Smoke retardancy may be measured using an NBS Smoke Chamber according to procedures described in ASTM E662-79 "Test For Specific Optical Density Of Smoke Generated By Solid Materials". Maximum smoke density (Dm) is a dimensionless number and has the advantage of representing a smoke density independent of chamber volume, specimen size or photometer path length, provided a consistent dimensional system is used. Percent smoke reduction is calculated using the equation: ##EQU1## The term "Dm/g" means maximum smoke density per gram of sample. Dm and other aspects of the physical optics of light transmission through smoke are discussed fully in the ASTM publication.
The smoke retardant property of tripentylammonium decamolybdate is illustrated by the following examples.
______________________________________Material Parts by Weight______________________________________Polyvinyl Chloride Resin* 100.0Lubricant** 2.0Tin Stabilizer*** 2.0Tripentylammonium decamolybdate varied______________________________________ *Homopolymer of vinyl chloride having an inherent viscosity of about 0.98 1.04; ASTM Classification GP5-15443. **A commercial polyethylene powder lubricant (Microthene 510). ***Tin thioglycolate
The ingredients of the recipe were dry-mixed and banded on a two-roll mill for about 5 minutes at a roll temperature of about 160° C. The milled compositions were pressed into 6×6×0.025 inch sheets. Pressing was done at about 160° C. for 5 minutes using 40,000 pounds (about 14,900 Kg) of force applied to a 4-inch ram. The sample received a 2 minute preheat before being pressed.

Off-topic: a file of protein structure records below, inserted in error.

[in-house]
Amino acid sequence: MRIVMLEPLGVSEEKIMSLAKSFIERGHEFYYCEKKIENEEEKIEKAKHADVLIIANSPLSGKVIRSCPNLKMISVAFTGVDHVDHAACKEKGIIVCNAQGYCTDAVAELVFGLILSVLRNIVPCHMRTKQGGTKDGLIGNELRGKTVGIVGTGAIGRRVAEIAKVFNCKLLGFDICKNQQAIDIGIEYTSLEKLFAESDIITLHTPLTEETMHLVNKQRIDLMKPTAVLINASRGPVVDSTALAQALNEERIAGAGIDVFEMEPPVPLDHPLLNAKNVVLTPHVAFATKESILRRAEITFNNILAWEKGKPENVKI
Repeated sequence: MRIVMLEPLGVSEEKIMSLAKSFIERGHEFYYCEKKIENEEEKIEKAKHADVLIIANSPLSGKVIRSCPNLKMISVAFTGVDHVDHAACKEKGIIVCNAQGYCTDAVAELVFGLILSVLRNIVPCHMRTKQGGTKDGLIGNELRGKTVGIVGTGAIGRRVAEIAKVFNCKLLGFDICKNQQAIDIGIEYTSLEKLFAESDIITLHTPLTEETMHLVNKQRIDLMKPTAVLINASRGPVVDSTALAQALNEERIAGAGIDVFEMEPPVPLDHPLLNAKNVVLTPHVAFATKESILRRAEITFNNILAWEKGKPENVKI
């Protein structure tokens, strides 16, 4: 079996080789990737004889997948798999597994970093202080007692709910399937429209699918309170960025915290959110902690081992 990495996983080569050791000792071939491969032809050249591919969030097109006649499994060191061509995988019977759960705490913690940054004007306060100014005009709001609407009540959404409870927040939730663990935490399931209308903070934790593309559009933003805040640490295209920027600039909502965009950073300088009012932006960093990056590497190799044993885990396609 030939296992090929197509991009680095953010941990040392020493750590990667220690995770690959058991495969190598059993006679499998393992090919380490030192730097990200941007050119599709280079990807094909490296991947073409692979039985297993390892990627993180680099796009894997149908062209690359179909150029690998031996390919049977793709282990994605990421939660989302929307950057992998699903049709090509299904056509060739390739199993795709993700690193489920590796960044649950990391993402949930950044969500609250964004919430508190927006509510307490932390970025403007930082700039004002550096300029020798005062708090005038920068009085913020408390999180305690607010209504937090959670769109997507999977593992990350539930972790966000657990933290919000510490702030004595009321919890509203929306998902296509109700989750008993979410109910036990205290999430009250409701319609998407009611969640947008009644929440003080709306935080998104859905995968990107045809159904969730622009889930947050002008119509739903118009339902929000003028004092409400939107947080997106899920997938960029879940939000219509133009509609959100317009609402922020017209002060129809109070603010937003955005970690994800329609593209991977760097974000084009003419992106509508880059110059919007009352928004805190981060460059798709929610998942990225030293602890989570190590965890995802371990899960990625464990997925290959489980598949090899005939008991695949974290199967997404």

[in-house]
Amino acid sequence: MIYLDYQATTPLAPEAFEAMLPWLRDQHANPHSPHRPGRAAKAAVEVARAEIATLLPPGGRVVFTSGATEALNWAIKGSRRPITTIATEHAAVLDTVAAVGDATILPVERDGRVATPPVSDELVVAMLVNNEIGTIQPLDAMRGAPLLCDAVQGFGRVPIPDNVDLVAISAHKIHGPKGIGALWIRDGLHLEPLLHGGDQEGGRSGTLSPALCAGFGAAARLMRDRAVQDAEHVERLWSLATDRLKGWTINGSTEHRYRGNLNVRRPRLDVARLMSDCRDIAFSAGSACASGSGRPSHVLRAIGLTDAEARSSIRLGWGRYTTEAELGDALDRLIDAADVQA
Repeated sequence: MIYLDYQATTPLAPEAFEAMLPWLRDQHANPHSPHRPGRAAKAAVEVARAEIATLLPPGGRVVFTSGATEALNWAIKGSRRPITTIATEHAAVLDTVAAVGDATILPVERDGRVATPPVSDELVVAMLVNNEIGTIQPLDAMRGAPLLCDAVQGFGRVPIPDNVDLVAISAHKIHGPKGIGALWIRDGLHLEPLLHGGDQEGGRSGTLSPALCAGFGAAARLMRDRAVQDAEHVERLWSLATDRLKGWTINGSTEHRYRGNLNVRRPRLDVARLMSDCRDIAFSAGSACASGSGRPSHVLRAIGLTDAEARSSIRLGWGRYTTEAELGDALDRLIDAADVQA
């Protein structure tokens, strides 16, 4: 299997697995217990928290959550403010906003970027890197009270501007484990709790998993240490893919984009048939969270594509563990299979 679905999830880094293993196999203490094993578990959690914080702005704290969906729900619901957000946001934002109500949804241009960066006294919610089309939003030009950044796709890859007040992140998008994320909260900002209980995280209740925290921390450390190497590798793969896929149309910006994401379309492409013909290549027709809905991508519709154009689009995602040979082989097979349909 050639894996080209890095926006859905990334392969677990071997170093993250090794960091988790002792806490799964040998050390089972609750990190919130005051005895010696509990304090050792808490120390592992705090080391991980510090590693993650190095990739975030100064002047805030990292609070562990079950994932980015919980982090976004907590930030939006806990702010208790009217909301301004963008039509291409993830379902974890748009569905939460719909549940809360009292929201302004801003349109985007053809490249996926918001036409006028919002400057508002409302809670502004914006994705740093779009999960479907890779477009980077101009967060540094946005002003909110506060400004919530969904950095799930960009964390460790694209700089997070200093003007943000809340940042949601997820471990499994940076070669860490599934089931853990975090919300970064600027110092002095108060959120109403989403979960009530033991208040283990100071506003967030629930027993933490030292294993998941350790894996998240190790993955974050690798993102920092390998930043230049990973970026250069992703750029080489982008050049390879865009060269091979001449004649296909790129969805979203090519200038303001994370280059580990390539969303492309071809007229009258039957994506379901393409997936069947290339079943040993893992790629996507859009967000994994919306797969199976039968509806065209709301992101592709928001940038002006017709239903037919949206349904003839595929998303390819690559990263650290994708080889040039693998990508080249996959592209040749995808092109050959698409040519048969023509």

The molded samples were cut into 27/8×27/8×0.50 inch sections. Testing was performed using the flaming mode of the NBS Smoke Chamber Test (ASTM E662-79) described heretofore. Test results are given in Table I.
TABLE I______________________________________ Tripentylammonium Smoke Decamolybdate ReductionExample Parts By Weight Dm/g* %______________________________________3 (control) 0 68.40 --4 2.0 36.26 475 5.0 35.89 48______________________________________ *Dm/g = Maximum smoke density per gram of sample.
The improved smoke retardant vinyl chloride and vinylidene chloride polymer compositions obtained by the addition of tripentylammonium decamolybdate to the compositions are useful wherever smoke resistance is desirable, such as in carpets, house siding, plastic components for airplane and passenger car interiors, and the like.